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If you’ve ever lost a shoe to your dog’s teeth, you know how much dogs love to chew. It relieves the pain of teething, exercises jaw muscles, and cleans teeth. Chewing is also great for beating doggy boredom and can help your dog relieve anxiety or frustration by giving them something enjoyable to focus on. Thankfully, there are all kinds of chew toys on the market; however, edible chews are some of the most exciting. How do you know which ones are safe for your dog? This guide to choosing the perfect chew will help you sort through the options.

Know Your Dog

Every dog has their own chewing style. For example, a Boxer is more likely to be an aggressive chewer than a Shih Tzu. And every dog has their own chewing preferences. Some dogs like a harder chew and others prefer something with more give. Plus, as your dog ages, their preferences can change. The tough chews your dog enjoys as an adolescent will likely be too hard when they become a senior dog with dental issues.

Pick chews that suit your dog’s personality, age, and chewing style. What is safe for one dog might not be a good choice for another. Just because something is labelled edible, it doesn’t mean it’s safe. For example, if your dog breaks off large chunks and swallows them whole, that could lead to serious complications like choking or an obstructed bowel. Whenever you give your dog a new type of chew, always observe them to be sure it’s a safe choice.

What to Look for in a Safe Chew

The following list will help you choose an appropriate chew:

  • Hardness. Chews that are too hard can crack your dog’s teeth or lacerate their gums.
  • Durability. The chew should be strong enough to withstand vigorous chewing. If it’s too soft, your dog can break off chunks and swallow them whole which is a health hazard.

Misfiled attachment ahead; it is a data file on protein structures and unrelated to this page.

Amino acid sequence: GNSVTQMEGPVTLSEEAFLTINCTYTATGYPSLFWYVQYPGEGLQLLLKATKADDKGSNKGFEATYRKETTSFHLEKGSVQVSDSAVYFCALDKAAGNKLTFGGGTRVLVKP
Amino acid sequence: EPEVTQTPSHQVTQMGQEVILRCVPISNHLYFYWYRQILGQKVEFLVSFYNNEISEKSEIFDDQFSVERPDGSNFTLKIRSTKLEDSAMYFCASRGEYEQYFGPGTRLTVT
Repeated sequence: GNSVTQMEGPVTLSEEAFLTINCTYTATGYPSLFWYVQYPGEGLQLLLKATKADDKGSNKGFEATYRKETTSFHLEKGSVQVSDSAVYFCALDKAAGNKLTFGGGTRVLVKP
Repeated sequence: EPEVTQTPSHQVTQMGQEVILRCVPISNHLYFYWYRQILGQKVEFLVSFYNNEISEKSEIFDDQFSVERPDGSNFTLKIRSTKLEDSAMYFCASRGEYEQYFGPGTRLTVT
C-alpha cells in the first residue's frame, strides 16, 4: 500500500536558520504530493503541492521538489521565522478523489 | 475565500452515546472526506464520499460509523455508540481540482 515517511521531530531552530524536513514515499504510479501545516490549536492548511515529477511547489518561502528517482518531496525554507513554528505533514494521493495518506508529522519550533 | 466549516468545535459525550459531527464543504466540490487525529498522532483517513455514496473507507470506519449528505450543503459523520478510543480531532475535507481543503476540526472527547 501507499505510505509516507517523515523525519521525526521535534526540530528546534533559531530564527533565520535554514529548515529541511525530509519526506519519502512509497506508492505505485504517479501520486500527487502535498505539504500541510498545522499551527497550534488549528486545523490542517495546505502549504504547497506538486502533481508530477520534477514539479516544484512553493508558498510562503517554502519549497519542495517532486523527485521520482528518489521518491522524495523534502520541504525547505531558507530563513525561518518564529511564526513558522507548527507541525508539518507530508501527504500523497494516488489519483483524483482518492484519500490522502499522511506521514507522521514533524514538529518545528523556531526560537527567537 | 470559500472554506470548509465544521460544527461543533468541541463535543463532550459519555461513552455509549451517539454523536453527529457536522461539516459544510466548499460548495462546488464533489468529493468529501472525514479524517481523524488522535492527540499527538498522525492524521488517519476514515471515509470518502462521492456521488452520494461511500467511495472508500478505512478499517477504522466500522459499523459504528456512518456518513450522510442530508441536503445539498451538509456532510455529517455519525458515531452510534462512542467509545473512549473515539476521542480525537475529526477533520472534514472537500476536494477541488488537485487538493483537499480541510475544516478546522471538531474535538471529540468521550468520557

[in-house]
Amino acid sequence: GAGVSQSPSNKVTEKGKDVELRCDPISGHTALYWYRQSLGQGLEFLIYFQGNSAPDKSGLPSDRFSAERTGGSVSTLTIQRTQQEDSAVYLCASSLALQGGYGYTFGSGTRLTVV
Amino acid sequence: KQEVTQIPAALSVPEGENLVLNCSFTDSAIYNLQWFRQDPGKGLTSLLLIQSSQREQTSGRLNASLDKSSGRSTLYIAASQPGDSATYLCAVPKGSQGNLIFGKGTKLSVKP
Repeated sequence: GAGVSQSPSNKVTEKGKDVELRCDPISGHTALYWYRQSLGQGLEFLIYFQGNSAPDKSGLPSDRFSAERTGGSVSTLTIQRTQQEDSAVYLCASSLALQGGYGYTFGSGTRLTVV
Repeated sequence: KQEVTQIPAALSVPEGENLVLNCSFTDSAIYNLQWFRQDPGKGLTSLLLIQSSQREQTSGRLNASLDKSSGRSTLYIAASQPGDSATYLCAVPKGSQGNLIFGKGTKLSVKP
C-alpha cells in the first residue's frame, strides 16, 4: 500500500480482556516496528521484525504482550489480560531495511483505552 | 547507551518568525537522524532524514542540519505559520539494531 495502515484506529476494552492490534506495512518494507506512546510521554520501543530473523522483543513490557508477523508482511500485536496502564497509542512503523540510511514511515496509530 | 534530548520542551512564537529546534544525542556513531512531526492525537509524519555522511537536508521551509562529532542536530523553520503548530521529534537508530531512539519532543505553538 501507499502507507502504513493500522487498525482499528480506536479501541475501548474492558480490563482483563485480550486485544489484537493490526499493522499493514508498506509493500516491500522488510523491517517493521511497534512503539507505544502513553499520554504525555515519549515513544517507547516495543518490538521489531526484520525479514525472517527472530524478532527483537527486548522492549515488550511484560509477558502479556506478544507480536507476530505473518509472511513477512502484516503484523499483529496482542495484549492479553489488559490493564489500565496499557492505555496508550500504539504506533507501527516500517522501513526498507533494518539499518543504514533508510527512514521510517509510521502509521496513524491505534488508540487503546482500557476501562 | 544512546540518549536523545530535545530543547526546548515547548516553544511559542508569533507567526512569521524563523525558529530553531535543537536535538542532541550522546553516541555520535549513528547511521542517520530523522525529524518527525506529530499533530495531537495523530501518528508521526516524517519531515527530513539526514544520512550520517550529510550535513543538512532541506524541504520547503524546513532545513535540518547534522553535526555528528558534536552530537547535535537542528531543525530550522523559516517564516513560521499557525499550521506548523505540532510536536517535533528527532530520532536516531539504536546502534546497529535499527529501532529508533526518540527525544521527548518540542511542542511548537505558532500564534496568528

• Long-lasting. Look for chews that will last as long as possible to keep your dog occupied and to go easy on your wallet.
  • Size. Chews that are too small for your dog present a choking risk. Pick items that are large enough to prevent your dog from getting the entire thing in their mouth at once.
  • Ingredients. Look for limited, natural ingredients and avoid any flavorings/coatings that could upset your dog’s stomach.

If you have any concerns about your choice of chews, consult your veterinarian.

Cute golden retriever playing / eating with bone consists of some pork skin on the huge garden, looking happy
©Khaligo -

Here are some of the more common chews:


Rawhide, which is made from the inner layer of horse or cowhide, is a popular chew, but rawhide safety depends on the dog. Power chewers can break off large pieces. If your dog swallows these chunks, they can choke on them, or the piece can become lodged in their intestines.

Rawhide is also difficult to digest. Pieces will pass through the digestive system whole, which is why they are such an obstruction risk. If you choose to provide rawhide, prevent your dog from eating large pieces by removing any chunks as soon as your dog breaks them off, and once the entire rawhide has been chewed down small enough to swallow in one piece, take it away from your dog.

Bully Sticks